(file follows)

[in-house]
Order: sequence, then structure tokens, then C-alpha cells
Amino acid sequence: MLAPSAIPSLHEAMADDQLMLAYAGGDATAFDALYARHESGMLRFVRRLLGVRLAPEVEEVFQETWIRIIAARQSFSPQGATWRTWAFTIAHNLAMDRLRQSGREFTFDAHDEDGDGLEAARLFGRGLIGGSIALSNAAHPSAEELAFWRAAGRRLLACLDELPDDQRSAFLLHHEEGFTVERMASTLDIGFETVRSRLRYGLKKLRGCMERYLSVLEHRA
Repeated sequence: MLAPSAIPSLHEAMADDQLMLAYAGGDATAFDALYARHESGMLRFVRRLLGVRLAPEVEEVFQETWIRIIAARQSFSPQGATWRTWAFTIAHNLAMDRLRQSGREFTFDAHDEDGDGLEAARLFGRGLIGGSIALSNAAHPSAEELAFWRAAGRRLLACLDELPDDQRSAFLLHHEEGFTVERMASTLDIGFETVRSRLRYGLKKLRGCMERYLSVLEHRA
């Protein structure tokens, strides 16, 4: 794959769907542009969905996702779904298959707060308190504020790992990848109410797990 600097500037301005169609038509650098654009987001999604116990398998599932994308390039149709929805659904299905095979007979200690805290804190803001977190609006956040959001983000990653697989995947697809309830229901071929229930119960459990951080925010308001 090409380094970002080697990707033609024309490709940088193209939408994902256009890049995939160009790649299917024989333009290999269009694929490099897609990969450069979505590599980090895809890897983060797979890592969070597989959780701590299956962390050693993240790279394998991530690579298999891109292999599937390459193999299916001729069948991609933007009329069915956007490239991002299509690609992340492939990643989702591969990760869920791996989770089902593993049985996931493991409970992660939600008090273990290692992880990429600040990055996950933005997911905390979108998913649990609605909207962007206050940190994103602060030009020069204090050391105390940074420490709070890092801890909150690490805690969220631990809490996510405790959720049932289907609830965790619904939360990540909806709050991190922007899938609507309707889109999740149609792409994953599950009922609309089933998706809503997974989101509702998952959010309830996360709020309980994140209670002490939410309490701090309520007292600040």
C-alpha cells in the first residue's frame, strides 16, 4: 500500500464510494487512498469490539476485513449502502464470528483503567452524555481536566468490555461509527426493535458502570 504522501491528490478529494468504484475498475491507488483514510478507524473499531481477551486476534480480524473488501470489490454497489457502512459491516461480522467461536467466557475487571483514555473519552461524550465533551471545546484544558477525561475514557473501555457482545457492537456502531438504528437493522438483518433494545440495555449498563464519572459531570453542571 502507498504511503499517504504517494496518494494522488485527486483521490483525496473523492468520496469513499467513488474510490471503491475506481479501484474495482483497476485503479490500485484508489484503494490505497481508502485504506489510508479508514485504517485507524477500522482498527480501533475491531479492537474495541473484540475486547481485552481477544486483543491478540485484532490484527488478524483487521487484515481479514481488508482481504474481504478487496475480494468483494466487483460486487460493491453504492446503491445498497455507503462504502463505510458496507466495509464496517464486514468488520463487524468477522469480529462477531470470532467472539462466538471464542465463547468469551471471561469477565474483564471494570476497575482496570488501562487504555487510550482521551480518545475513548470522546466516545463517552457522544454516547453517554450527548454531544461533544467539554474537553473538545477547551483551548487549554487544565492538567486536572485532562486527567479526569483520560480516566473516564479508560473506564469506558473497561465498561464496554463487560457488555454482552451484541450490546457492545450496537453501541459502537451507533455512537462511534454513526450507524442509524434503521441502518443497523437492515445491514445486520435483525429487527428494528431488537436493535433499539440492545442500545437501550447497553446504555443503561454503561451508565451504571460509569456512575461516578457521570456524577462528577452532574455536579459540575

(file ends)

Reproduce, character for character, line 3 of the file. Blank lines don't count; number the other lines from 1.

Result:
Amino acid sequence: MLAPSAIPSLHEAMADDQLMLAYAGGDATAFDALYARHESGMLRFVRRLLGVRLAPEVEEVFQETWIRIIAARQSFSPQGATWRTWAFTIAHNLAMDRLRQSGREFTFDAHDEDGDGLEAARLFGRGLIGGSIALSNAAHPSAEELAFWRAAGRRLLACLDELPDDQRSAFLLHHEEGFTVERMASTLDIGFETVRSRLRYGLKKLRGCMERYLSVLEHRA